Coming opposition leadership changes By Rickey Singh
Guyana Chronicle
October 27, 2002

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IT IS quite possible that by early 2004, if not earlier, we could see leadership changes in three of the major opposition parliamentary parties of the Caribbean Community - Jamaica, Guyana and Trinidad and Tobago.

Changing of the political guards, which traditionally takes a long time in Caribbean politics, is expected first in Trinidad and Tobago and Guyana.

In Guyana, it would be the choosing of a successor to People's National Congress leader Desmond Hoyte, and for Trinidad and Tobago's United National Congress someone to replace Basdeo Panday.

Both long-standing politicians, they have gone public with their promise to make way for succession.

If Hoyte sticks with his decision - and there remains a big IF, given his reluctance to use his party's biennial congress in August this year to set the stage for his replacement - then his party and the country should know for sure in March 2003.

When he marked his 72 birthday last March, Hoyte said that he did not plan to be in the leadership position of the party on his 73rd birthday in March 2003. That is just some five months away.

No one of public significance, in or out of the PNC, seems to be holding their breath for this to happen as said. Yet, without a leadership change, the party's chances of ever regaining power through the democratic process could only become even more challenging and difficult.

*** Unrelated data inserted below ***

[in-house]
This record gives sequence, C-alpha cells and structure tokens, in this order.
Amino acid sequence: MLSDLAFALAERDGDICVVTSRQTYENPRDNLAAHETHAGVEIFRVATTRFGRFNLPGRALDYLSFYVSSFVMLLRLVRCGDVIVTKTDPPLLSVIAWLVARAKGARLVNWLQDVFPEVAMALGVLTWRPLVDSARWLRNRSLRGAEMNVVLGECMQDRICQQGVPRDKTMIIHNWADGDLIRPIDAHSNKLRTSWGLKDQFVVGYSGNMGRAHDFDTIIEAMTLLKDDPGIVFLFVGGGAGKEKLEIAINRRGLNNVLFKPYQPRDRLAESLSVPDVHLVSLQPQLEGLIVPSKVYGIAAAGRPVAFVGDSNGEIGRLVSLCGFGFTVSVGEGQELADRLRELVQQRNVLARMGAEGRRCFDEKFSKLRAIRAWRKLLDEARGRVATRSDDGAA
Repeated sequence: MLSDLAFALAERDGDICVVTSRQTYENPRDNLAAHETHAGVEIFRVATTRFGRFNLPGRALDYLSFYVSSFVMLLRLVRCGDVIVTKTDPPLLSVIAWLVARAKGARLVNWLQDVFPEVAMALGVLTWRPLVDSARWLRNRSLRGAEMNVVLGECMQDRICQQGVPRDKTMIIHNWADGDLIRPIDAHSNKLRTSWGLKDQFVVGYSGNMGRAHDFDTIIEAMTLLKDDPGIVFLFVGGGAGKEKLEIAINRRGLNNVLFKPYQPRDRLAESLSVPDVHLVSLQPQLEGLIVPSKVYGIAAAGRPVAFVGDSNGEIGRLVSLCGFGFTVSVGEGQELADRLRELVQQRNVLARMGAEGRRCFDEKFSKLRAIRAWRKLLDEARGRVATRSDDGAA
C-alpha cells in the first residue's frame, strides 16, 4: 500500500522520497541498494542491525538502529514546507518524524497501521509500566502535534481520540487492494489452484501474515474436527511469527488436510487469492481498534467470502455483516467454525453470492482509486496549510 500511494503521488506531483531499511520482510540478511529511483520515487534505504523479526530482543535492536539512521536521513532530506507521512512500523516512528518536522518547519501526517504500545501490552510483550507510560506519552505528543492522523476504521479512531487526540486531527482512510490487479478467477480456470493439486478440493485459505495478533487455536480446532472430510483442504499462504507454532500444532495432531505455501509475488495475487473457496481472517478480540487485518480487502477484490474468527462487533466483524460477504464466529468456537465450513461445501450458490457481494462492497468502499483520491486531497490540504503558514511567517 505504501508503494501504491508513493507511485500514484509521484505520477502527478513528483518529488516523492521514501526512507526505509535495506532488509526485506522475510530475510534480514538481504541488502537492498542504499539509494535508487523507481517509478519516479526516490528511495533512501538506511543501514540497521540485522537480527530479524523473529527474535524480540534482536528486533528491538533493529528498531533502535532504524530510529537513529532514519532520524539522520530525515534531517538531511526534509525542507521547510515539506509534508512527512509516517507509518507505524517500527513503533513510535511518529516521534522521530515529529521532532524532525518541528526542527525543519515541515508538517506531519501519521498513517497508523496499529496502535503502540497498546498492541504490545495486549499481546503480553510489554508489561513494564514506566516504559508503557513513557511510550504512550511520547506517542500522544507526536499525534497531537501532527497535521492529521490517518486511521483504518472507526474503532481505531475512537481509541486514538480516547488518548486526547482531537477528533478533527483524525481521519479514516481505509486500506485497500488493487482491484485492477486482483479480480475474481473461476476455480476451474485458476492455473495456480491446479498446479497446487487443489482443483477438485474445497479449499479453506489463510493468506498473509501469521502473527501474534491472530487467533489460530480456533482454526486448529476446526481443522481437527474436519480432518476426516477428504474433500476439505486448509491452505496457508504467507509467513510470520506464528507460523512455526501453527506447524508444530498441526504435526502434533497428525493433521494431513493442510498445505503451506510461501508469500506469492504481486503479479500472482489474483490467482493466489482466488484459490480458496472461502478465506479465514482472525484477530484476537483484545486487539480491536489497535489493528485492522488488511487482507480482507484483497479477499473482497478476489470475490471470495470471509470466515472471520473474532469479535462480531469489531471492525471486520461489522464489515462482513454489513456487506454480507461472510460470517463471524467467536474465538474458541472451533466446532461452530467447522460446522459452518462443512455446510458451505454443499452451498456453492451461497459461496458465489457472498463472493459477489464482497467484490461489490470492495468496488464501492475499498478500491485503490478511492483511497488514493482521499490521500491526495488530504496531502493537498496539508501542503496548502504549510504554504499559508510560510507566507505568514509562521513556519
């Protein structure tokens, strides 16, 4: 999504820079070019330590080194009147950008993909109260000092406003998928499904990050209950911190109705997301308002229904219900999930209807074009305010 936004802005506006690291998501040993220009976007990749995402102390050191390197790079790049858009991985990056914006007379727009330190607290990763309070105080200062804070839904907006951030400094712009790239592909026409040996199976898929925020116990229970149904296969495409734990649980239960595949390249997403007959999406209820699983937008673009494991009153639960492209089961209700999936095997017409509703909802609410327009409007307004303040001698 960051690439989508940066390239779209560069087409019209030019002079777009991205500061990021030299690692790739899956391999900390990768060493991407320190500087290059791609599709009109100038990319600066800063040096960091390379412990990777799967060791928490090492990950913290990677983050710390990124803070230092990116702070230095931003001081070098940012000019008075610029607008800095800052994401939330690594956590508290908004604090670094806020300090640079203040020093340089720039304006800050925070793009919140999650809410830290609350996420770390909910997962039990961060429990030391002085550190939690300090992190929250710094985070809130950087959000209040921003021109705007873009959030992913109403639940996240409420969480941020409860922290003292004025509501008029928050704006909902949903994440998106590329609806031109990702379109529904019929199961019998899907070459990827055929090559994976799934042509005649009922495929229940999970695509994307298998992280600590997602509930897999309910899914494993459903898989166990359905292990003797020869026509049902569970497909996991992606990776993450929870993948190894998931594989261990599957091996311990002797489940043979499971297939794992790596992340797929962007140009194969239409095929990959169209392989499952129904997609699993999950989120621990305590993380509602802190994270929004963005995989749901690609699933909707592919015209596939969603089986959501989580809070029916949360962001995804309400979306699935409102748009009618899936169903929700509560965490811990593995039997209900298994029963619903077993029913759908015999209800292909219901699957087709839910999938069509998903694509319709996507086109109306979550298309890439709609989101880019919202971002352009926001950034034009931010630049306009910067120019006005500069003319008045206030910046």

Hoyte's most recent intervention in a crime-plagued climate with his "development plan" (sic) for Buxton, the village very much at the centre of criminal activities and a perceived sanctuary for criminals, could only add to the burden of his leadership.

Letters and commentaries in the local media perhaps reinforce a perception of frustration with Hoyte's leadership capacity to deliver a successful election for the PNC.

Having succeeded the late Forbes Burnham, on his death in 1985, as head of government and PNC leader, Hoyte has already led the party into defeat at three consecutive general elections.

This followed his extended seven-year term as Executive President of Guyana by "winning" the controversial 1985 general election, deemed by international observers to have been "as crooked as barbed wire".

The PNC lost power in 1992 when electoral democracy was restored for the first time since 1968.

In the case of Trinidad and Tobago, Patrick Manning's People's National Movement is back as it was when it lost power in 1995 - a legitimate, elected government - as compared with the label of an illegitimate, "selected" administration resulting from the 18-18 deadlock produced by the December 2001 election.

The PNM's major challenger for power, the UNC, seems demoralised from the electoral defeat of October 7, having expected, at worst, another 18-18 deadlock.

As if to add to their mood of depression, the UNC supporters have been put on alert by Panday, their 69-year-old leader and former Prime Minister that the party must begin the process of finding his successor.

He wants, he said, to honour a pledge he had made to himself to be out of active electoral and party politics in his 70th year. That is just some seven months away.

On the understanding that Panday would remain as party leader and assume the post of Opposition Leader in Parliament until the party was ready to grant him his wish, the UNC's national executive and parliamentary caucus established a "transition team" to make recommendations to a special general assembly of the party on a successor to the man who has been their leader for the past 24 years under varying party names.